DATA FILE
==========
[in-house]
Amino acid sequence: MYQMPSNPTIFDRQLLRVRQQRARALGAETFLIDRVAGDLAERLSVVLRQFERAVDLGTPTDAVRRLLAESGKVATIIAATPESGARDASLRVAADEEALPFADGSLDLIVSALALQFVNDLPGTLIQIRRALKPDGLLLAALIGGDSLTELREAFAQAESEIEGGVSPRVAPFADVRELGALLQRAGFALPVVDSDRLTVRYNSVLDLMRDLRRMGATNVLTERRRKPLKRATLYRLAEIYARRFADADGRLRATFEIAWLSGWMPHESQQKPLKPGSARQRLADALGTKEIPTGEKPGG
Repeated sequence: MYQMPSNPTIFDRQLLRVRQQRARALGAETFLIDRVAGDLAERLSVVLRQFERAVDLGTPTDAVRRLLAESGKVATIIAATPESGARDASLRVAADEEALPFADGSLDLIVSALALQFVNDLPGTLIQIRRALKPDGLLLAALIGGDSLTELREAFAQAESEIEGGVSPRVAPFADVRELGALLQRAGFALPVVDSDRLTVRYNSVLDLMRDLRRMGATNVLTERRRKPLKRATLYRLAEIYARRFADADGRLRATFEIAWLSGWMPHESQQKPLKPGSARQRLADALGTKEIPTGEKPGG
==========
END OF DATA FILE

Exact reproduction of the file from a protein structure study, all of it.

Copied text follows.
[in-house]
Amino acid sequence: MYQMPSNPTIFDRQLLRVRQQRARALGAETFLIDRVAGDLAERLSVVLRQFERAVDLGTPTDAVRRLLAESGKVATIIAATPESGARDASLRVAADEEALPFADGSLDLIVSALALQFVNDLPGTLIQIRRALKPDGLLLAALIGGDSLTELREAFAQAESEIEGGVSPRVAPFADVRELGALLQRAGFALPVVDSDRLTVRYNSVLDLMRDLRRMGATNVLTERRRKPLKRATLYRLAEIYARRFADADGRLRATFEIAWLSGWMPHESQQKPLKPGSARQRLADALGTKEIPTGEKPGG
Repeated sequence: MYQMPSNPTIFDRQLLRVRQQRARALGAETFLIDRVAGDLAERLSVVLRQFERAVDLGTPTDAVRRLLAESGKVATIIAATPESGARDASLRVAADEEALPFADGSLDLIVSALALQFVNDLPGTLIQIRRALKPDGLLLAALIGGDSLTELREAFAQAESEIEGGVSPRVAPFADVRELGALLQRAGFALPVVDSDRLTVRYNSVLDLMRDLRRMGATNVLTERRRKPLKRATLYRLAEIYARRFADADGRLRATFEIAWLSGWMPHESQQKPLKPGSARQRLADALGTKEIPTGEKPGG